It’s that time of year when we dread the things that go bump in the night…or in deep space or in a mad scientists’ lab. Science fiction and horror have gone together hand in hand for ages. Ever since the dawn of film, these two combined genres presented some of the most memorable genre films for fans. Here for your examination are the top 10 sci-fi horror films.

10. Pandorum (2009):

Colonists onboard a generational starship wake up early during their voyage. They soon learn that their ship is crawling with savage mutants that endanger them and the ship. Full of jump scares, tension and thrills, Pandorum is an underrated gem that continually surprises you until its end.

invasion of body snatchers

9. Invasion of the Body Snatchers (1956):

Echoing the 1950s paranoia about communism, this adaptation of Jack Finney’s novel about aliens taking over humans from within is unsettling. It may make you afraid to go to sleep after watching it! The loss of identity, emotional bonds, and one’s humanity are the central themes in this sci-fi classic. Its 1978 remake is also noteworthy for the same reasons.

frankenstien and gril

8. Frankenstein (1931):

One of the first sci-fi horror films is the legendary James Whale-directed version of Mary Shelley’s literary classic. Featuring Boris Karloff as the resurrected Creature, Frankenstein is still atmospheric and creepy, while evoking sympathy for the Creature.

7. A Quiet Place (2018):

The most recent member of this list is one of the most frightening. Earth has been overrun by vicious alien creatures that hunt by sound, forcing humanity into hiding. A Quiet Place overflows with tension and fear as a family struggles to survive against the alien predators by not making noise.

The Fly brundlemonster

6. The Fly (1986):

David Cronenberg’s classic body-horror classic outdoes the cheesy original version it is based on and is an apt AIDS allegory for its time. Quirky and likeable scientist, Seth Brundle (Jeff Goldblum), experiments on himself with his teleporting machine not realizing he is genetically fused with a fly. Tragically, he begins a hideous body transformation into a human-insect hybrid that will disturb viewers as the completed metamorphosis is revealed in The Fly’s final scenes.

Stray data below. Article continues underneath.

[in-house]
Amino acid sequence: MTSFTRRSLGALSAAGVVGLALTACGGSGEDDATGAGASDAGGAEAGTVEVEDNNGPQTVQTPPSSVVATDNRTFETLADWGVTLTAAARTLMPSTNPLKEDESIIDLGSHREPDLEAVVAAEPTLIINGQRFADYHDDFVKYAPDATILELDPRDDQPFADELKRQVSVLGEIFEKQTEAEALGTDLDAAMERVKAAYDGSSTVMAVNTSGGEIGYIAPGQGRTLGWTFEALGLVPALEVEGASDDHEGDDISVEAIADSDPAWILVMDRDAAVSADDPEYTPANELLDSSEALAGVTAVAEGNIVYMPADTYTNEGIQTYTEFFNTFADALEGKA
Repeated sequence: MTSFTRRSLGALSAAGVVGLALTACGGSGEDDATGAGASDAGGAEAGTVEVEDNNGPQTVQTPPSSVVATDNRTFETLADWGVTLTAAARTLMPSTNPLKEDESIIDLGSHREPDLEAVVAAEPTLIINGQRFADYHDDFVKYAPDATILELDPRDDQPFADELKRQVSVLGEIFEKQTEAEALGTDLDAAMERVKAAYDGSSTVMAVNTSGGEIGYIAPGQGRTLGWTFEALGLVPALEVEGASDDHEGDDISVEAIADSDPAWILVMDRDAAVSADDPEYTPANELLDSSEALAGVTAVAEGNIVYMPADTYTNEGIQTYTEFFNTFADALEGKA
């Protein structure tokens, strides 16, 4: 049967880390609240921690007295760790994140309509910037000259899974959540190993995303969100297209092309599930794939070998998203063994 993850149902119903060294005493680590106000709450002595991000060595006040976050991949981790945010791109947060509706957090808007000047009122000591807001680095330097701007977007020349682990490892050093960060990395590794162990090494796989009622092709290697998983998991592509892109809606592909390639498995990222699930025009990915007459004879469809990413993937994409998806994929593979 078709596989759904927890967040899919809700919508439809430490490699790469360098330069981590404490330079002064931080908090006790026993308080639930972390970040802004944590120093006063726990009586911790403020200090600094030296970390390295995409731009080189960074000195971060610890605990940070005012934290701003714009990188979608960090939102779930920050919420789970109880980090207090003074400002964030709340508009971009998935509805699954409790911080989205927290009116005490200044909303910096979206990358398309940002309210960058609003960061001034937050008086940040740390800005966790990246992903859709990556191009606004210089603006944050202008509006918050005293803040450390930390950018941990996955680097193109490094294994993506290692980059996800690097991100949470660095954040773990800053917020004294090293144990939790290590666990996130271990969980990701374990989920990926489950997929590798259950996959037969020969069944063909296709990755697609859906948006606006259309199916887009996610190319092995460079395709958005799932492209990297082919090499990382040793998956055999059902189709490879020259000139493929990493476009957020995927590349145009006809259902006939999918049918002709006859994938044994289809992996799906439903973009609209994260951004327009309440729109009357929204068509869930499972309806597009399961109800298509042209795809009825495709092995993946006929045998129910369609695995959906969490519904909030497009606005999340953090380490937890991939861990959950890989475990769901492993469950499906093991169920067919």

5. The Mist (2007):

The third Frank Darabont adaptation of Stephen King’s literary works is genuinely disturbing and frightening. Residents of a Maine town take refuge in a supermarket after a military experiment accidently opens a dimensional passage that allows monsters into our world. More than a monster movie, The Mist explores the theme that we are our own worst monsters. It also features one of the most unsettling endings in film history. It’s a true gut punch.

4. Event Horizon (1997):

Think of this film as a haunted house in space story. The crew of a rescue spaceship board a lost spaceship that suddenly re-appears on the edge of our solar system. The crew discovers that the lost ship’s experiment with FTL opened a doorway to a hellish dimension and they become the ship’s latest victims. Event Horizon is a chilling cautionary tale with disturbing imagery about how we should be careful about pushing the boundaries of science.

3. 28 Days Later (2002):

This film helped jumpstart the recent zombie craze even though it is not technically about zombies. A man-made virus is accidently released and decimates the UK, rapidly turning its victims into mindless, bloodthirsty killers.

Enhanced with a pounding score, expert direction and a harrowing sense of dread, this film set new standards for sci-fi horror films. 28 Days Later is kinetically terrifying with scenes of the fast-moving killers chasing the film’s characters, while offering a sobering humanist drama about survival and holding onto your humanity.

2. The Thing (1982):

The remake of the 1950s film The Thing From Another World outshone the original while being more faithful to its literary roots. Much more than an alien invasion thriller taking place in an Antarctic outpost, John Carpenter’s The Thing is a claustrophobic and disgusting horror film with ghastly physical effects that still hold up to this day.

However, what made The Thing so memorable was the way Carpenter injected deep paranoia into the film as the isolated characters turned against each other. What is even more remarkable, is that even though the film was remade in 2011 with “modern” CG effects, it pales to the practical effects and makeup of the Carpenter classic, which was also more moody and blood curdling.

alien and ripley1. Alien (1979):

The crew of an interstellar mining ship bring onboard an alien life form that proceeds to kill them off one by one. As simple as that sounds, Alien is much more than its plot implies. It is one of the most influential sci-fi horror films of all time and set standards for gore, character development, thrills, pacing and atmosphere. Let’s not forget that the visual design of the alien xenomoph is disgustingly unique and has never been topped in terms of showing a distinctly inhuman look.

The starship itself functions as its own haunted house with foreboding shadows and corners, which gives the xenomorph perfect hiding places, while entrapping the crew themselves. Then there is the infamous chestburster scene, which is still horrifying to watch today. That scene alone set Alien above all other sci-fi horror films and is one of many reasons why this film is at the top of this list of top 10 sci-fi horror films.